Jelinek Cork Mosaic Flooring
Cork Mosaic Flooring. Photo Credit: Jelinek

How Can Wine Corks Be Transformed Into Flooring and Wall Panels?

Instead of popping the corks from wine bottles straight into the trash bin, several companies recycle them into sustainable building materials. 

Since 2008, Cork ReHarvest has collected and recycled billions of corks from across North America. The organization places cork collection boxes in grocery stores. It also offers educational programs to raise awareness about cork forests and works with partners that recycle the corks into different products. 

One of its partners, Jelinek Cork Group, which has offices in six countries, is a leader in the cork recycling movement. The company grinds up corks and uses the grain to make flooring, wall tiles, and bulletin boards.

Versacork Mosaic Showercork
Mosaic Showercork. Photo Credit: Versacork

Sustainable Materials, a company based in Colorado, uses post-industrial corks to make mosaic tiles for flooring and wall installations for residential and commercial applications.

BarkClad Process
Removing Bark for Siding. Photo Credit: BarkClad

Natural Bark Finds New Purpose as Siding 

Working with loggers in the plywood and furniture industries, Asheville, NC-based BarkClad, wants to be sure every part of a tree gets put to good use instead of being tossed into a chipper. The company uses trees that were already cut down for other projects and repurposes the bark into wood siding for both interior and exterior applications for homes across North America.

BarkHouse Poplar Bark Siding
Poplar Bark Siding. Photo Credit: BarkHouse

Another North Carolina company, Bark House, offers regenerative poplar bark – another waste product of the logging industry – and transforms it into shingle siding and wall tiles. Bark siding can last up to 80 years or more, depending on the type of tree.

Vetrazzo Aqua Current
Aqua Current Recycled Glass Wall. Photo Credit: Vetrazzo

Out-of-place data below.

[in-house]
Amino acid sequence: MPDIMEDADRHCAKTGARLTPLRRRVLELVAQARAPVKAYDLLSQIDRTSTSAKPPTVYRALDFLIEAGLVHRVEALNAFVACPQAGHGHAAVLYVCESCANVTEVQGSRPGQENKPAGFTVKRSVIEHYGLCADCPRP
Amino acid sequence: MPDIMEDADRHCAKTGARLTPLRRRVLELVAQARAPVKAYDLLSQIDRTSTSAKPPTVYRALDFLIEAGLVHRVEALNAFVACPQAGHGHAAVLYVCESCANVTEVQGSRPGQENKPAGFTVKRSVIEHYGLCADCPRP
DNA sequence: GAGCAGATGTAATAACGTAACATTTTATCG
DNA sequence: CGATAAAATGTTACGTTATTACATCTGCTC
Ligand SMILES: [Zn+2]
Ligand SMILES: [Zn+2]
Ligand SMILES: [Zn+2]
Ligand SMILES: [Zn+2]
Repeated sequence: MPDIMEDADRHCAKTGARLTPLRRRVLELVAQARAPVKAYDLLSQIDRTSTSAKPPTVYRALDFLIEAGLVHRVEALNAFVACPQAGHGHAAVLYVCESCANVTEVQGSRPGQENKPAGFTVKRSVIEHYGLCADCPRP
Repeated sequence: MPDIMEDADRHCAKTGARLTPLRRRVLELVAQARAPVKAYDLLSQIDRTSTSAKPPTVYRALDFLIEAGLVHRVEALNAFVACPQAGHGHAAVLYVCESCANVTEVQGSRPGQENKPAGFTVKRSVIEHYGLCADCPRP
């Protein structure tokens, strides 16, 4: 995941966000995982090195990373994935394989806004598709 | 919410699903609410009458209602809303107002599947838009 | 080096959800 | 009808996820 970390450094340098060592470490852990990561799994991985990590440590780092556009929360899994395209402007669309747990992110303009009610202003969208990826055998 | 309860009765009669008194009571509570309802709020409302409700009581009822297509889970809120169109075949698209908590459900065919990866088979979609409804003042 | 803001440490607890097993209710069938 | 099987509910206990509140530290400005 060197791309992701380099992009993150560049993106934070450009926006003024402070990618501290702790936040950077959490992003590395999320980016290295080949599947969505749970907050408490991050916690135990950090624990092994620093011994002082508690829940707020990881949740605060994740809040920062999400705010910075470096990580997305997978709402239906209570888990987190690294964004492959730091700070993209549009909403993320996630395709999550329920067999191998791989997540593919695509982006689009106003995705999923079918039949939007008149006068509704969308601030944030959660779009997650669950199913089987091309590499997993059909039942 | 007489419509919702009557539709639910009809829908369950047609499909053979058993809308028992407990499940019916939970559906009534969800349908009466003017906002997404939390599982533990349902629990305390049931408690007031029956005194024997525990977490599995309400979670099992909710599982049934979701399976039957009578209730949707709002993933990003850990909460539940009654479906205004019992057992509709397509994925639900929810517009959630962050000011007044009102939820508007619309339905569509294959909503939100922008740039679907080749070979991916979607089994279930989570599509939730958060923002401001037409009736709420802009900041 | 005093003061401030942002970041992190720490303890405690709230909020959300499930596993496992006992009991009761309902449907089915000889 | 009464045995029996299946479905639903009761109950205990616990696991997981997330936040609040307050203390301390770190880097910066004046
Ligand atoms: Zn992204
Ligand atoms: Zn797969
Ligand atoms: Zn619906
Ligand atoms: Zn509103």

How is Recycled Glass Turned Into Tiles and Countertops?

Collecting glass waste from the local window and solar industries, California-based Fireclay Tile handmakes tiles for kitchens and bathrooms. They recapture the water used in the production process and redistribute it to the glaze line or extruders. The company also recycles the waste from cutting granite rocks and reuses its glaze waste into its clay.

Several companies make show-stopping countertops out of recycled glass. Brooklyn, NY-based IceStone has been using glass waste in its products since 2003 and has diverted more than 17 million pounds of glass from landfills. 

In Tate, Georgia, Vetrazzo is mixed with composite compounds to create unique artisan counters. Their products are designed to give scrap glass from old jars, car windshields, and traffic lights a new life. 

ByBlocks ByFusion
ByBlocks House. Photo Credit: ByFusion

How Do Plastic Scraps Get Transformed Into Building Blocks?

With its goal to recycle 100 million tons of plastic by 2030, ByFusion has big dreams. It developed a building material called RePlast to create an inexpensive modular product. The product can be used for all kinds of construction projects, including retaining walls, furniture, outdoor sheds, fences, furniture, and more. They use a carbon-neutral, non-toxic manufacturing process where the discarded plastic is shredded, superheated, and then fused into blocks.

The final product generates 41% fewer greenhouse gas emissions than concrete blocks.  ByBlock is said to be the first construction-grade building material crafted entirely from recycled plastic waste. Unlike concrete, it won't crack, and the product doesn't require any glue.

Disclaimer: This article does not constitute a product endorsement however Rise does reserve the right to recommend relevant products based on the articles content to provide a more comprehensive experience for the reader.Last Modified: 2021-05-01T13:25:23+0000
Wendy Helfenbaum

Article by:

Wendy Helfenbaum

Wendy Helfenbaum is a Montreal-based journalist and TV producer whose work has appeared in many outlets including Apartment Therapy, Metropolis, Architectural Digest’s AD Pro, AARP, Costco Connection, Country Gardens, Realtor.com, Style at Home, Canadian Living and many more. Follow her @WendyHelfenbaum